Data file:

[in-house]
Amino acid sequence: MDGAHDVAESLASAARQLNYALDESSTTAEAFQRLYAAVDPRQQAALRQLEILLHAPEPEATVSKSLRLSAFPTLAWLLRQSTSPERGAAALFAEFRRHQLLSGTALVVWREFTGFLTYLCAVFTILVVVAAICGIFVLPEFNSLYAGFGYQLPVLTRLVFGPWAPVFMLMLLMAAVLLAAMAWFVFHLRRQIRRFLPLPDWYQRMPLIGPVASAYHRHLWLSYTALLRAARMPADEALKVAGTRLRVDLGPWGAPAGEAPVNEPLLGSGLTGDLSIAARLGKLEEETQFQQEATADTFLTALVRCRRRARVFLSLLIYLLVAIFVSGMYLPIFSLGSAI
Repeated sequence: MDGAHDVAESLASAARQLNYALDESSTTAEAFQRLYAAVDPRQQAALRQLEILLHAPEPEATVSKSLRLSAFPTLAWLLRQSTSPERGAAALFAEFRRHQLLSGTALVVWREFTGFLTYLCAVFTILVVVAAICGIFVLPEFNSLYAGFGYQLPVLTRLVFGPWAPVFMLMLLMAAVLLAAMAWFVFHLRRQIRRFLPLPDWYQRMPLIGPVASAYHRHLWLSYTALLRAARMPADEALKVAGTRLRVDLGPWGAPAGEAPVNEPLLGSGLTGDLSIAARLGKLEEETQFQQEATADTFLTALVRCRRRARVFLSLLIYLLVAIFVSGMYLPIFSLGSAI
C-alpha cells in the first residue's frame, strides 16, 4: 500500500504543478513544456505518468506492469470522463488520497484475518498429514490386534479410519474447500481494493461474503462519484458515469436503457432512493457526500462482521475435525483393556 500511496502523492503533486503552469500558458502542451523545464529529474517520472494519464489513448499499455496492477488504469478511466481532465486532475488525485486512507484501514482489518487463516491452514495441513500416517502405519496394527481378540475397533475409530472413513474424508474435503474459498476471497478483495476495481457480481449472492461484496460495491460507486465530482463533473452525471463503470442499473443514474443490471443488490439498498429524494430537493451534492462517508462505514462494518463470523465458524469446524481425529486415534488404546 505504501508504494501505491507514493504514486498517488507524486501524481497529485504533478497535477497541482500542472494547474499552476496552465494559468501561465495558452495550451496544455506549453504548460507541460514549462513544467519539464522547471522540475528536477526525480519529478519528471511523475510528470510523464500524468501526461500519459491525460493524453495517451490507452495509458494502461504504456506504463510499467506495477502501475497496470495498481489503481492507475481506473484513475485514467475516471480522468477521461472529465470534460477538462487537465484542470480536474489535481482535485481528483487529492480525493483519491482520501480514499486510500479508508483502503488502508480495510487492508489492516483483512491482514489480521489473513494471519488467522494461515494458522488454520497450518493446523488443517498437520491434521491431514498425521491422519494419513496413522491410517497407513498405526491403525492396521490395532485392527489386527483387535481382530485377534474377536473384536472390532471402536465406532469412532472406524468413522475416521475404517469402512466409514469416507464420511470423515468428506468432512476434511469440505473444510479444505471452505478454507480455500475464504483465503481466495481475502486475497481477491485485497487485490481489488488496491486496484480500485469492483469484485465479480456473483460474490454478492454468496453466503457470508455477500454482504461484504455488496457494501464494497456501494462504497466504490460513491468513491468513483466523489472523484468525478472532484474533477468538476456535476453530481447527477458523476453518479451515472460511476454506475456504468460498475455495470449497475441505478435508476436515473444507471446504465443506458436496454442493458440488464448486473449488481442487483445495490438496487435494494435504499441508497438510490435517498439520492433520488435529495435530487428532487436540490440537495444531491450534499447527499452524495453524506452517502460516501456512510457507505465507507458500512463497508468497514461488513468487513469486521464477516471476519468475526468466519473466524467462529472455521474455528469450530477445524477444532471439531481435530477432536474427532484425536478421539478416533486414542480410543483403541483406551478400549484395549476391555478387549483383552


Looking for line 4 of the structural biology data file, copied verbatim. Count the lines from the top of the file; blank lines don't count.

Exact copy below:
C-alpha cells in the first residue's frame, strides 16, 4: 500500500504543478513544456505518468506492469470522463488520497484475518498429514490386534479410519474447500481494493461474503462519484458515469436503457432512493457526500462482521475435525483393556 500511496502523492503533486503552469500558458502542451523545464529529474517520472494519464489513448499499455496492477488504469478511466481532465486532475488525485486512507484501514482489518487463516491452514495441513500416517502405519496394527481378540475397533475409530472413513474424508474435503474459498476471497478483495476495481457480481449472492461484496460495491460507486465530482463533473452525471463503470442499473443514474443490471443488490439498498429524494430537493451534492462517508462505514462494518463470523465458524469446524481425529486415534488404546 505504501508504494501505491507514493504514486498517488507524486501524481497529485504533478497535477497541482500542472494547474499552476496552465494559468501561465495558452495550451496544455506549453504548460507541460514549462513544467519539464522547471522540475528536477526525480519529478519528471511523475510528470510523464500524468501526461500519459491525460493524453495517451490507452495509458494502461504504456506504463510499467506495477502501475497496470495498481489503481492507475481506473484513475485514467475516471480522468477521461472529465470534460477538462487537465484542470480536474489535481482535485481528483487529492480525493483519491482520501480514499486510500479508508483502503488502508480495510487492508489492516483483512491482514489480521489473513494471519488467522494461515494458522488454520497450518493446523488443517498437520491434521491431514498425521491422519494419513496413522491410517497407513498405526491403525492396521490395532485392527489386527483387535481382530485377534474377536473384536472390532471402536465406532469412532472406524468413522475416521475404517469402512466409514469416507464420511470423515468428506468432512476434511469440505473444510479444505471452505478454507480455500475464504483465503481466495481475502486475497481477491485485497487485490481489488488496491486496484480500485469492483469484485465479480456473483460474490454478492454468496453466503457470508455477500454482504461484504455488496457494501464494497456501494462504497466504490460513491468513491468513483466523489472523484468525478472532484474533477468538476456535476453530481447527477458523476453518479451515472460511476454506475456504468460498475455495470449497475441505478435508476436515473444507471446504465443506458436496454442493458440488464448486473449488481442487483445495490438496487435494494435504499441508497438510490435517498439520492433520488435529495435530487428532487436540490440537495444531491450534499447527499452524495453524506452517502460516501456512510457507505465507507458500512463497508468497514461488513468487513469486521464477516471476519468475526468466519473466524467462529472455521474455528469450530477445524477444532471439531481435530477432536474427532484425536478421539478416533486414542480410543483403541483406551478400549484395549476391555478387549483383552